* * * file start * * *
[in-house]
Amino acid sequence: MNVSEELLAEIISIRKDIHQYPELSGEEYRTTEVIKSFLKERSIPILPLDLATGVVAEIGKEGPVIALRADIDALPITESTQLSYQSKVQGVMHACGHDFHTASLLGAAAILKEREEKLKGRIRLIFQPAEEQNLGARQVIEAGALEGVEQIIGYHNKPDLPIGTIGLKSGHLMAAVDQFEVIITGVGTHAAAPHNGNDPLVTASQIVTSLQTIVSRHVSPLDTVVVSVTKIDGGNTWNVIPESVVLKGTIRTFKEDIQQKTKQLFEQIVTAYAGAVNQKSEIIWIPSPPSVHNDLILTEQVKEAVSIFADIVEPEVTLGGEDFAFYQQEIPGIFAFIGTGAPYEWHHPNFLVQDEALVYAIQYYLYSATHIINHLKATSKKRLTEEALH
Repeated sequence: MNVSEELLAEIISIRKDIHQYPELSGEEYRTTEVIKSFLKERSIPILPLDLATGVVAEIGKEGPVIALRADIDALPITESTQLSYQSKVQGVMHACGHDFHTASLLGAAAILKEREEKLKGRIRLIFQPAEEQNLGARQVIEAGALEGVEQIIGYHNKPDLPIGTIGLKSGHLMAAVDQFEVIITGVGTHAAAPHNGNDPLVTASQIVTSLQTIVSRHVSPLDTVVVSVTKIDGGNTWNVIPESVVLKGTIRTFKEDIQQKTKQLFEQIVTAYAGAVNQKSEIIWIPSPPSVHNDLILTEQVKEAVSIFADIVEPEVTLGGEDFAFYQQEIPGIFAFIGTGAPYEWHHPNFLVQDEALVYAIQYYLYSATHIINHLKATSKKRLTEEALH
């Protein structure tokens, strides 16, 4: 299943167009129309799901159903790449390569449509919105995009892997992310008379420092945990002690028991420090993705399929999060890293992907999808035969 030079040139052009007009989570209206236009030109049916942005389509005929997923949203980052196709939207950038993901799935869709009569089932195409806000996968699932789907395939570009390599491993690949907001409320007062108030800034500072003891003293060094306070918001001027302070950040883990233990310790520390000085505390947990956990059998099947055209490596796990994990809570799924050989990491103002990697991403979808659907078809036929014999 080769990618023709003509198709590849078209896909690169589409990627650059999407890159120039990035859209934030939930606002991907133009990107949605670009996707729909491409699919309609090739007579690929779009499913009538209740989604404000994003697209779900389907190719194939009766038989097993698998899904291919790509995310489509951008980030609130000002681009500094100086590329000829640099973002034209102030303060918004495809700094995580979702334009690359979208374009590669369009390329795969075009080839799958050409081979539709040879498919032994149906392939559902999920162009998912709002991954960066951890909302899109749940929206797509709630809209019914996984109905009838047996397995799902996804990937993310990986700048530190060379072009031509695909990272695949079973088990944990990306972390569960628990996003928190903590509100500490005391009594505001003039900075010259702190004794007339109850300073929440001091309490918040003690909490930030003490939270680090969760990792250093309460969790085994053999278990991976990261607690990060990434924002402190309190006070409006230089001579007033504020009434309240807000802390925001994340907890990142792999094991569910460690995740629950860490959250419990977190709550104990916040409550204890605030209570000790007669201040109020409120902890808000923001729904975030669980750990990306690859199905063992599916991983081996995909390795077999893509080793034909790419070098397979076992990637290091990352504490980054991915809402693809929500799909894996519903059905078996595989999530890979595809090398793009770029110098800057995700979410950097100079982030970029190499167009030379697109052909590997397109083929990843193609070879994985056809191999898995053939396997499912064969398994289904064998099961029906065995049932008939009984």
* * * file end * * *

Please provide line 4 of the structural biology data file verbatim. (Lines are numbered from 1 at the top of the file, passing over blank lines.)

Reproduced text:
């Protein structure tokens, strides 16, 4: 299943167009129309799901159903790449390569449509919105995009892997992310008379420092945990002690028991420090993705399929999060890293992907999808035969 030079040139052009007009989570209206236009030109049916942005389509005929997923949203980052196709939207950038993901799935869709009569089932195409806000996968699932789907395939570009390599491993690949907001409320007062108030800034500072003891003293060094306070918001001027302070950040883990233990310790520390000085505390947990956990059998099947055209490596796990994990809570799924050989990491103002990697991403979808659907078809036929014999 080769990618023709003509198709590849078209896909690169589409990627650059999407890159120039990035859209934030939930606002991907133009990107949605670009996707729909491409699919309609090739007579690929779009499913009538209740989604404000994003697209779900389907190719194939009766038989097993698998899904291919790509995310489509951008980030609130000002681009500094100086590329000829640099973002034209102030303060918004495809700094995580979702334009690359979208374009590669369009390329795969075009080839799958050409081979539709040879498919032994149906392939559902999920162009998912709002991954960066951890909302899109749940929206797509709630809209019914996984109905009838047996397995799902996804990937993310990986700048530190060379072009031509695909990272695949079973088990944990990306972390569960628990996003928190903590509100500490005391009594505001003039900075010259702190004794007339109850300073929440001091309490918040003690909490930030003490939270680090969760990792250093309460969790085994053999278990991976990261607690990060990434924002402190309190006070409006230089001579007033504020009434309240807000802390925001994340907890990142792999094991569910460690995740629950860490959250419990977190709550104990916040409550204890605030209570000790007669201040109020409120902890808000923001729904975030669980750990990306690859199905063992599916991983081996995909390795077999893509080793034909790419070098397979076992990637290091990352504490980054991915809402693809929500799909894996519903059905078996595989999530890979595809090398793009770029110098800057995700979410950097100079982030970029190499167009030379697109052909590997397109083929990843193609070879994985056809191999898995053939396997499912064969398994289904064998099961029906065995049932008939009984």